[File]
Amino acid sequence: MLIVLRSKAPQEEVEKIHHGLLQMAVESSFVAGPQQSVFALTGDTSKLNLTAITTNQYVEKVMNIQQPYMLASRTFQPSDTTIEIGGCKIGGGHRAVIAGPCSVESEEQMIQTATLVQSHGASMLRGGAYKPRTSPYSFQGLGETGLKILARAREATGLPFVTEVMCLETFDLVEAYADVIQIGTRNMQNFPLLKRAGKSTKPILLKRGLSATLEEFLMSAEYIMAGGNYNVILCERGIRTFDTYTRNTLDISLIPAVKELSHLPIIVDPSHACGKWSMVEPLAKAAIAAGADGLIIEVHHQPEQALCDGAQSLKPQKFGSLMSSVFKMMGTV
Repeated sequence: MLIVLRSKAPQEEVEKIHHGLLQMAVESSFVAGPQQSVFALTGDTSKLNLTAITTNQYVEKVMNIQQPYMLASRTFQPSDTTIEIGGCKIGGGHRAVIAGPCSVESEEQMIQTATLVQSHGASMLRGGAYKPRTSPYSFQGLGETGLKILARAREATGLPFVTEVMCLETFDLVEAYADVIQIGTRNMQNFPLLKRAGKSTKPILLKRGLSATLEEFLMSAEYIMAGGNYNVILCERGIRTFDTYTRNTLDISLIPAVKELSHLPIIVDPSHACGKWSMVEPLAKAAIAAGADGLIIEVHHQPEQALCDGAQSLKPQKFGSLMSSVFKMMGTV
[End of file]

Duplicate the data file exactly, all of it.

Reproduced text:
Amino acid sequence: MLIVLRSKAPQEEVEKIHHGLLQMAVESSFVAGPQQSVFALTGDTSKLNLTAITTNQYVEKVMNIQQPYMLASRTFQPSDTTIEIGGCKIGGGHRAVIAGPCSVESEEQMIQTATLVQSHGASMLRGGAYKPRTSPYSFQGLGETGLKILARAREATGLPFVTEVMCLETFDLVEAYADVIQIGTRNMQNFPLLKRAGKSTKPILLKRGLSATLEEFLMSAEYIMAGGNYNVILCERGIRTFDTYTRNTLDISLIPAVKELSHLPIIVDPSHACGKWSMVEPLAKAAIAAGADGLIIEVHHQPEQALCDGAQSLKPQKFGSLMSSVFKMMGTV
Repeated sequence: MLIVLRSKAPQEEVEKIHHGLLQMAVESSFVAGPQQSVFALTGDTSKLNLTAITTNQYVEKVMNIQQPYMLASRTFQPSDTTIEIGGCKIGGGHRAVIAGPCSVESEEQMIQTATLVQSHGASMLRGGAYKPRTSPYSFQGLGETGLKILARAREATGLPFVTEVMCLETFDLVEAYADVIQIGTRNMQNFPLLKRAGKSTKPILLKRGLSATLEEFLMSAEYIMAGGNYNVILCERGIRTFDTYTRNTLDISLIPAVKELSHLPIIVDPSHACGKWSMVEPLAKAAIAAGADGLIIEVHHQPEQALCDGAQSLKPQKFGSLMSSVFKMMGTV